Alahula Pu‘uloa he alahele na Ka‘ahupāhau
"Everywhere in Pu‘uloa is the trail of Ka‘ahupāhau"
Ka‘ahupāhau is the shark goddess of Pearl Harbor who guarded the people from being molested by the sharks. Her work is still in the minds of Hawaiians today. She moved about, constantly watching. Hawaiians use this saying to describe a person who goes everywhere and sees everything, or a person familiar with every nook and corner of a place.
Hoakalei Cultural Foundation welcomes you to the Kuapapa Preserve. The Kuapapa Preserve is maintained so you can become familiar with this nook and corner of Honouliuli history.
The preserve contains landscape features from three periods of Hawaiian history.
The oldest features are the remains of traditional Hawaiian habitation sites. They were built and maintained by generations of farmers and fishers who used them while they gathered seaweed (limu), caught migratory birds, collected shellfish, and fished for o‘opu, manini, and āholehole, among others.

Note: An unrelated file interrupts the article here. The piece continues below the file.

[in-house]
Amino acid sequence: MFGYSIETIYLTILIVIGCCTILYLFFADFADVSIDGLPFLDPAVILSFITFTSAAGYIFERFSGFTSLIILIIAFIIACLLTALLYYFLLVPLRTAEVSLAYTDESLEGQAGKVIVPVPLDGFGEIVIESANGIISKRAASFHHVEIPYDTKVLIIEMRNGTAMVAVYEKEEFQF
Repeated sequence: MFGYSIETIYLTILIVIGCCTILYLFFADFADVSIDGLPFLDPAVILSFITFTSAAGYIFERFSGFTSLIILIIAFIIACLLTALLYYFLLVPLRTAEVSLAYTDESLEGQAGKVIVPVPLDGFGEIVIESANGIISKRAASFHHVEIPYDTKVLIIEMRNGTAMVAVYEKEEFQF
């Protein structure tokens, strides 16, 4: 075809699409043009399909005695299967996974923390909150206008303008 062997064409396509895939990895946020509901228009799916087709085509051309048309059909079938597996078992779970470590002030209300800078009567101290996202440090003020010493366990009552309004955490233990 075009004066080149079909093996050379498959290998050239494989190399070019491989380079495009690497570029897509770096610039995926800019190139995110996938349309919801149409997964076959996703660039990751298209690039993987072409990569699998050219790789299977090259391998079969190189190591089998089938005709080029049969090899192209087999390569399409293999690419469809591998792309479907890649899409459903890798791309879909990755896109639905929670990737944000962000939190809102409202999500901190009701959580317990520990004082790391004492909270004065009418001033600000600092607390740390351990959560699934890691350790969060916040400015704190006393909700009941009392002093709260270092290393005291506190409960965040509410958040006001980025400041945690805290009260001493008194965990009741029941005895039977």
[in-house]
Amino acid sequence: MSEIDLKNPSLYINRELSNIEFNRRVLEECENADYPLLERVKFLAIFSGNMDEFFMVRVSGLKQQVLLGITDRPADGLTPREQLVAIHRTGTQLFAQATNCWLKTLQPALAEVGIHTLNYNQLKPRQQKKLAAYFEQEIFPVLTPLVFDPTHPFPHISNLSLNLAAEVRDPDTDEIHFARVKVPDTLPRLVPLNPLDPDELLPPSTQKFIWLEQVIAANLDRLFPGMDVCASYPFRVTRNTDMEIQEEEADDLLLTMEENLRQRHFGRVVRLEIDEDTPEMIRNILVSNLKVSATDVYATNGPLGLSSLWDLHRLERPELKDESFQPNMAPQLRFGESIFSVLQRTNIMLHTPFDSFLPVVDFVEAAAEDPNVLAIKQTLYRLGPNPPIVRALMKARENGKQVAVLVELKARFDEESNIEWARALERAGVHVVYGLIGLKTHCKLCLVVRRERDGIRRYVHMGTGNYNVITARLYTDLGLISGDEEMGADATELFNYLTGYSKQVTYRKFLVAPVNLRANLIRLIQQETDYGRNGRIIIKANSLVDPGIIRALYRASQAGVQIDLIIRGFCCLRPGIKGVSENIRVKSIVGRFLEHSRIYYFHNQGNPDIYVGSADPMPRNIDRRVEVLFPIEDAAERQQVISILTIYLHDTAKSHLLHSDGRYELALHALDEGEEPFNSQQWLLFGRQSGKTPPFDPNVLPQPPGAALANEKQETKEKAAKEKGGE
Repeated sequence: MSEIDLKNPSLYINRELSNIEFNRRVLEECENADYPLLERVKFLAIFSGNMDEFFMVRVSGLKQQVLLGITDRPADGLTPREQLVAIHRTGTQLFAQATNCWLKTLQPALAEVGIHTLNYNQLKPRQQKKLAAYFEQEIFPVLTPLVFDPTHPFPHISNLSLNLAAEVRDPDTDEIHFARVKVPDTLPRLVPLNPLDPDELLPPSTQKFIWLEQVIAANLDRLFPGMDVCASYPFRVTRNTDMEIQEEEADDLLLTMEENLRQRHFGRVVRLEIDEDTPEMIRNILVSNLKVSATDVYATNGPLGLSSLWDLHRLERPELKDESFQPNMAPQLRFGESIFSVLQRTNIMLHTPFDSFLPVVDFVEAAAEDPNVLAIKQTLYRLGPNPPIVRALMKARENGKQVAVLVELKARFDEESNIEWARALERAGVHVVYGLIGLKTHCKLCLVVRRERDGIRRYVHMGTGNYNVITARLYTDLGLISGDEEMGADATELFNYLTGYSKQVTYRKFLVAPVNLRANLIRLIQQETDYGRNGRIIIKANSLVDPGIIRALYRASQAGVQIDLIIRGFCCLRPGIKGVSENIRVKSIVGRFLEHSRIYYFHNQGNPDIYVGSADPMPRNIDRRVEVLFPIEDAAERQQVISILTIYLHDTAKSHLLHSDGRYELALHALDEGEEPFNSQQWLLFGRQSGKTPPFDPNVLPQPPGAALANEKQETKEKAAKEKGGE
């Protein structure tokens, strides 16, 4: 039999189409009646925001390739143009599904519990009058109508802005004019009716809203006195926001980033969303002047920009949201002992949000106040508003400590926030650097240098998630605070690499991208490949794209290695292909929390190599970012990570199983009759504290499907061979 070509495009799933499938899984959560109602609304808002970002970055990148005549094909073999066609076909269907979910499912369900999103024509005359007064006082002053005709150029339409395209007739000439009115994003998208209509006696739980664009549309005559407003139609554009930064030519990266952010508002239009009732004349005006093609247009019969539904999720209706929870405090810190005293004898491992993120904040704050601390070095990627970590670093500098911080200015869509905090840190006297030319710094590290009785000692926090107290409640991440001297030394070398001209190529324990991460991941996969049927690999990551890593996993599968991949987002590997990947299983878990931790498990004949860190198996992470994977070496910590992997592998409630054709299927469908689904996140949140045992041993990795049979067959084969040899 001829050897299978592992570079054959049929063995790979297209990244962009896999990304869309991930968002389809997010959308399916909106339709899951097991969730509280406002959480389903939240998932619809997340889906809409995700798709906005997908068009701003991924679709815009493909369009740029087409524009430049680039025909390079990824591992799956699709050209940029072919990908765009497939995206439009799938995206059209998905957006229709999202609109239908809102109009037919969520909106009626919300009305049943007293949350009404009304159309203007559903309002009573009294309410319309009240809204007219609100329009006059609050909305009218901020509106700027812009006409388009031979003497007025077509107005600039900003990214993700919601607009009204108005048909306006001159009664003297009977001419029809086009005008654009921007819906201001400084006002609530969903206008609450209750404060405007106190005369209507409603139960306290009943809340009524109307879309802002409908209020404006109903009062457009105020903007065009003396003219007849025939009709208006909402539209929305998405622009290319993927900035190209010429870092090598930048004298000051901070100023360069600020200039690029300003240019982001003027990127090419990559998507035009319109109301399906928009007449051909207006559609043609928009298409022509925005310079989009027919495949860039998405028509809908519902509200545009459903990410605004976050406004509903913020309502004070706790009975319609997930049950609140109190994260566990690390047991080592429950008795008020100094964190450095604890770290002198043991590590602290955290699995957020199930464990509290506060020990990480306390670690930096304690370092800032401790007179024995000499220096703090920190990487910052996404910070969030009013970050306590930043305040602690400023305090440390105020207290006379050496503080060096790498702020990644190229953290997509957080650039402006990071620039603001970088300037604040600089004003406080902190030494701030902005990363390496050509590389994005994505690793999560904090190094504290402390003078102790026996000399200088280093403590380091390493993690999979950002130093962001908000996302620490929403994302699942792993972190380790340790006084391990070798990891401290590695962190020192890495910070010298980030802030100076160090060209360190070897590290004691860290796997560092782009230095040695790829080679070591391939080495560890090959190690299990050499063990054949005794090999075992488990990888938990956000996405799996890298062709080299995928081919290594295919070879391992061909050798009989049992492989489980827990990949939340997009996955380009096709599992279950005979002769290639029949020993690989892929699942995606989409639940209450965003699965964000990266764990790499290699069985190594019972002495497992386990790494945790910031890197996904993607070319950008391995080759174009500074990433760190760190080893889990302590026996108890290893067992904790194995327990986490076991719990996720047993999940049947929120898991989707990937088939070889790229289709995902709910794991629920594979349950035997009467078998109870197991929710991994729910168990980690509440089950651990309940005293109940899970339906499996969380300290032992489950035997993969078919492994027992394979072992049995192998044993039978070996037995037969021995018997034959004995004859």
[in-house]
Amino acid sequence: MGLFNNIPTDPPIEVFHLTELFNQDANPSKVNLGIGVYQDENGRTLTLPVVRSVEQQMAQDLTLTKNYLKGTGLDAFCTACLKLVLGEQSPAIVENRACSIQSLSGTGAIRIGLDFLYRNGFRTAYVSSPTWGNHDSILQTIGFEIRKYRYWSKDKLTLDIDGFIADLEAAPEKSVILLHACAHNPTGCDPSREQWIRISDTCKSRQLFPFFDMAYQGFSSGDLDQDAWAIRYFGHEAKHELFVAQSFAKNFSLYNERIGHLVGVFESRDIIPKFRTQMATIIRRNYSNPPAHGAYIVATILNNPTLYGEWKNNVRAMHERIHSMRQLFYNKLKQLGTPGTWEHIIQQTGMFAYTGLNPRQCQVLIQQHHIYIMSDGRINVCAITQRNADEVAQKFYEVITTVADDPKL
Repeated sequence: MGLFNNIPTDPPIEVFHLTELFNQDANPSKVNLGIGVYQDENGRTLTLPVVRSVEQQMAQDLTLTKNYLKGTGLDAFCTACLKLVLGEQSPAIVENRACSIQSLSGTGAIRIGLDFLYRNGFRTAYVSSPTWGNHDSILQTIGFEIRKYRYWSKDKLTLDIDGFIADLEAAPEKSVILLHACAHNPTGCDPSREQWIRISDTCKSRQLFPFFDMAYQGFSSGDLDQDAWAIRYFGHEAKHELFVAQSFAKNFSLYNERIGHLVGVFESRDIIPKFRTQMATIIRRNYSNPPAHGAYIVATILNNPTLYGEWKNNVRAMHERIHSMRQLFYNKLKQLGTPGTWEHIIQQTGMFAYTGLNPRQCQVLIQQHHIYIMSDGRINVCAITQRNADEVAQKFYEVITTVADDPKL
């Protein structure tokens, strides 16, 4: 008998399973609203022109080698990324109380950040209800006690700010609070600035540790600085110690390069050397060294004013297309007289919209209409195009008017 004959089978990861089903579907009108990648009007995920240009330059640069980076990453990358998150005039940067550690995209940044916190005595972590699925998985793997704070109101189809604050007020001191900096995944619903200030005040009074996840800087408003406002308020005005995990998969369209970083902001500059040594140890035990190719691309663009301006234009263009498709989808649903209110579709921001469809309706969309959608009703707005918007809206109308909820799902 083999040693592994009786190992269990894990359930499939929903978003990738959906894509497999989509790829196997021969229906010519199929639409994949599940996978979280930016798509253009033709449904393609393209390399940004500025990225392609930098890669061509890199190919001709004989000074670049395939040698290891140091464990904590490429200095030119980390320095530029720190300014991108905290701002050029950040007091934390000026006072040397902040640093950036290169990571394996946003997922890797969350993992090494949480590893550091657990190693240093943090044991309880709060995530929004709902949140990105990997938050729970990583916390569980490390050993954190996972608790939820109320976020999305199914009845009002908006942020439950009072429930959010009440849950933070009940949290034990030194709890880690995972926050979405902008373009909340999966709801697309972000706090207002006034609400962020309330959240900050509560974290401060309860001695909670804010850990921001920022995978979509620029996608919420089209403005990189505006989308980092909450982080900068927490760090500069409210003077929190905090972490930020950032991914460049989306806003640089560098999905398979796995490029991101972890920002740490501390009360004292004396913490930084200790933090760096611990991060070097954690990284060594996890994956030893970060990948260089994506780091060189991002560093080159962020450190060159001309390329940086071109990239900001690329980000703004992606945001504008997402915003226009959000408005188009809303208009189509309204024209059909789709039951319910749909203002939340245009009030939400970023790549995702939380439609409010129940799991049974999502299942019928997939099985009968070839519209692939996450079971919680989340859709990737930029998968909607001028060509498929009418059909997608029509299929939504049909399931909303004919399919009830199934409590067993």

During World War II, the US military made use of the lands around Pearl Harbor, including this land. The long, low pile of coral rock at one side of the preserve was probably pushed up by a bulldozer during World War II.
Most recently, a corner of the preserve was used as a piggery. Remnants of concrete foundations and construction materials are clearly visible today.